As I entered the Mosque, I became incredibly nervous. I waited by the office of Sheikh. I was greeted by curious attendees coming for prayer and told them why I was there. When the Sheikh arrived I was introduced and brought into his office then the Adhan (call to prayer) sounded for Maghrib salat (dusk prayer). It was perhaps the most beautiful awe inspiring sound I had ever heard. The Sheikh asked if I wanted to watch, but I was so nervous of doing something wrong, I stayed in his office until they were finished.
The sheikh came back with one of the mosque board members to have a chat with me. I told him my history. I was a Christian, but no longer consider myself Christian. I studied Judaism in the synagogue but still believe that Jesus is the Messiah. I explained to him what I’ve learned about Islam so far, but had one main question about the authenticity of the Qur’an.
He laid out the history of the Prophet Muhammad and how he received revelation through the angel Gabriel and immediately went to his wife Khadijah who believed him. She took him to her cousin who was a Christian monk, Waraqa ibn Naufal, who authenticated his message. I still wasn’t at ease with the authenticity of the Qur’an and continued to question about the origins of the Qur’an we see today. I had put the bible through this scrutiny and wanted Islam to go through it just the same.
The sheikh explained about the time of the death of the Prophet and the steps taken to preserve the Qur’an. After the death of the Prophet in 632CE, Abu Bakr, became the first Caliph (leader) of the Islamic Republic and took immediate steps to preserve it so that it didn’t suffer the same fate as the Jewish and Christian Scriptures. He ordered that all of those who memorized the Qur’an from the Prophet be tested for accuracy and they recited the entire Qur’an. He ordered Muhammad’s formal secretary, Zaid Ibn Thabet, to collect all the writings. All current writings that did not match the words of the Qur’an exactly were gathered up and destroyed. All of those who recited the Qur’an without flaw worked on putting the Qur’an in compiled written form for the purpose of spreading the faith. The final version was established by Caliph ‘Uthman around 650CE. The whole process from start (the Prophets death) to finish (the final copy) took about 18 years to complete. We can still view the earliest originals in Museums today. So, anyone can see of their Qur’an matches the original exactly and can be assured that it was the same one revealed to the Prophet Muhammad.
By this time I was convinced I was a Muslim.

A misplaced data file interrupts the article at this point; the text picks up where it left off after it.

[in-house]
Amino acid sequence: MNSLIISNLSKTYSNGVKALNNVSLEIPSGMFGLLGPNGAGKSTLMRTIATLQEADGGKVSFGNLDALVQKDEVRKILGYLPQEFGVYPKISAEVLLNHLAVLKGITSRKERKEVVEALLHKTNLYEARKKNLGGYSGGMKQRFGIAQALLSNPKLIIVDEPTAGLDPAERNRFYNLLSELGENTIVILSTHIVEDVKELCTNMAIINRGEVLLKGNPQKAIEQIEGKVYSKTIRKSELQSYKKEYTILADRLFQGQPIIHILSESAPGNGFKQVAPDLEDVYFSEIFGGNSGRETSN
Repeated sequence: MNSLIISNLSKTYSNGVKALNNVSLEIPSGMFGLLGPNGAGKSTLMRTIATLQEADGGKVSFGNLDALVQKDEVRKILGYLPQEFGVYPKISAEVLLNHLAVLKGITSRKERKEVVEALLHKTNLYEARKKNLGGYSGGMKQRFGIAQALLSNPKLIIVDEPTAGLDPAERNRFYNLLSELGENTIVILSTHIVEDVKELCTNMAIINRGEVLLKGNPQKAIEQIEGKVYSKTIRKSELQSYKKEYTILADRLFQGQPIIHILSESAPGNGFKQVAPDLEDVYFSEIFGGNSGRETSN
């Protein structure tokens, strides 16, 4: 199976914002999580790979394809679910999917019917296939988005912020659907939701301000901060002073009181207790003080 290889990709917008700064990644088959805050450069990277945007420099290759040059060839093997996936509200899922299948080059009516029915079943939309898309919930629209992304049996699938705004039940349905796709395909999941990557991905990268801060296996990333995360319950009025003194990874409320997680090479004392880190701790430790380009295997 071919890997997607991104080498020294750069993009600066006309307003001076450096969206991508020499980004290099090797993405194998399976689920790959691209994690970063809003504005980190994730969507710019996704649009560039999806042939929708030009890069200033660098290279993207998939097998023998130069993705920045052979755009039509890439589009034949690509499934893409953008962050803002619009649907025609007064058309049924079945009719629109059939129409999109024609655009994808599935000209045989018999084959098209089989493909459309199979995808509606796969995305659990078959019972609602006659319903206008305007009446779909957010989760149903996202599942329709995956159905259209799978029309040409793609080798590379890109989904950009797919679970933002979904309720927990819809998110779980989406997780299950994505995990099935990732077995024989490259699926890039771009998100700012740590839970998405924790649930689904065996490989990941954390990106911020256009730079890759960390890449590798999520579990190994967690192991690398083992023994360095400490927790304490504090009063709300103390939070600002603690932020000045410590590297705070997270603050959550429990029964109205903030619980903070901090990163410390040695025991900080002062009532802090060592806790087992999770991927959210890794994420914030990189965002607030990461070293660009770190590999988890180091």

The Shiekh told me that I must be certain and explained all six basic beliefs to me that Muslims subscribe, in the Oneness of God, in the Angels or Unseen, in all of the Prophets and Messengers (including Jesus the Messiah), in the Holy Books or Scriptures (including the original Torah and Gospel of Jesus), in the coming of the Day of Judgement and the Foreknowledge of God (al Qadr).
I shook my head, yes, yes, yes, I do believe in all of that. Then he told me of the requirements of being a Muslim in the five pillars. First was the one thing that makes a Muslim a Muslim, the Shahaddah (statement of faith), Salat (mandatory five daily prayers), Zakat (mandatory yearly charity), Sawm (fasting Ramadan) and Hajj (pilgrimage to Makkah). I was still convinced I was a Muslim in my heart and should revert to Islam.
He still pressed me to be certain and then asked me a question.
“If you believe that there is no God but the One God (Allah) and Muhammad is his messenger and you believe in all of these things, you should become Muslim. Do you want to become Muslim?”
“Yes,” I said eagerly.
That night was December 31, 1996. As I said the Shahaddah, the Adhan sounded for ‘Isha prayer (night-time prayer). A sense of euphoria came over me and since that day I felt a deep feeling of being home at last. The Sheikh invited me to prayer and instructed me to just follow along because I am knew and aren’t expected to know everything in a night. I reverted to Islam and made my first salat on New Year’s Eve. After salat, the Shiekh told the congregation that he had a special treat for them. He announced that I walked into the masjid (mosque) and became a Muslim.
“It was his New Year’s resolution to become a Muslim,” the sheikh joked.
The entire mosque busted out in laughter.
As I was being congratulated someone shouted.
“Takbir.” (God is most great)
The entire congregation shouted back.
“Allahu Akbar.” (God is great)
Article by BrJimC 2005; Revised 2017
Click on the link here to see some of my accomplishments resulting from my reversion to Islam.